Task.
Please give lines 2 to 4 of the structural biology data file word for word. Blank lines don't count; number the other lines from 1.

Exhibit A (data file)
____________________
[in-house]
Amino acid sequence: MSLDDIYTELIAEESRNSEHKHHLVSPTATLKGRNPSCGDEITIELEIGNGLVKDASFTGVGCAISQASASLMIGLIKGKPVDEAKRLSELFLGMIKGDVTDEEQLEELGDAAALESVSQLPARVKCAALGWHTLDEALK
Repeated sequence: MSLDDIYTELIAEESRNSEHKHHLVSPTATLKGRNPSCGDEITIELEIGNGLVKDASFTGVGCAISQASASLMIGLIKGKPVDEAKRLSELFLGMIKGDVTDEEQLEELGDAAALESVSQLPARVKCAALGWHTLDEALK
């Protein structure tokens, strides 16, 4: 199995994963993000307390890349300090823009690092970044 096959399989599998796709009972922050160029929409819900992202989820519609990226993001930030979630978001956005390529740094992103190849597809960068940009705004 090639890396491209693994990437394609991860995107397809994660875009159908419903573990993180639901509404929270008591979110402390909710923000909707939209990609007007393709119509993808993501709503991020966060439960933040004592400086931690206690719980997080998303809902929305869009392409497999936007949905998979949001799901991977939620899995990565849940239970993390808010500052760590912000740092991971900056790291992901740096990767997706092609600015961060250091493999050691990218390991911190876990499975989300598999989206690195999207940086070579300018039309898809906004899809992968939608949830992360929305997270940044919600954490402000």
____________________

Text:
Amino acid sequence: MSLDDIYTELIAEESRNSEHKHHLVSPTATLKGRNPSCGDEITIELEIGNGLVKDASFTGVGCAISQASASLMIGLIKGKPVDEAKRLSELFLGMIKGDVTDEEQLEELGDAAALESVSQLPARVKCAALGWHTLDEALK
Repeated sequence: MSLDDIYTELIAEESRNSEHKHHLVSPTATLKGRNPSCGDEITIELEIGNGLVKDASFTGVGCAISQASASLMIGLIKGKPVDEAKRLSELFLGMIKGDVTDEEQLEELGDAAALESVSQLPARVKCAALGWHTLDEALK
């Protein structure tokens, strides 16, 4: 199995994963993000307390890349300090823009690092970044 096959399989599998796709009972922050160029929409819900992202989820519609990226993001930030979630978001956005390529740094992103190849597809960068940009705004 090639890396491209693994990437394609991860995107397809994660875009159908419903573990993180639901509404929270008591979110402390909710923000909707939209990609007007393709119509993808993501709503991020966060439960933040004592400086931690206690719980997080998303809902929305869009392409497999936007949905998979949001799901991977939620899995990565849940239970993390808010500052760590912000740092991971900056790291992901740096990767997706092609600015961060250091493999050691990218390991911190876990499975989300598999989206690195999207940086070579300018039309898809906004899809992968939608949830992360929305997270940044919600954490402000």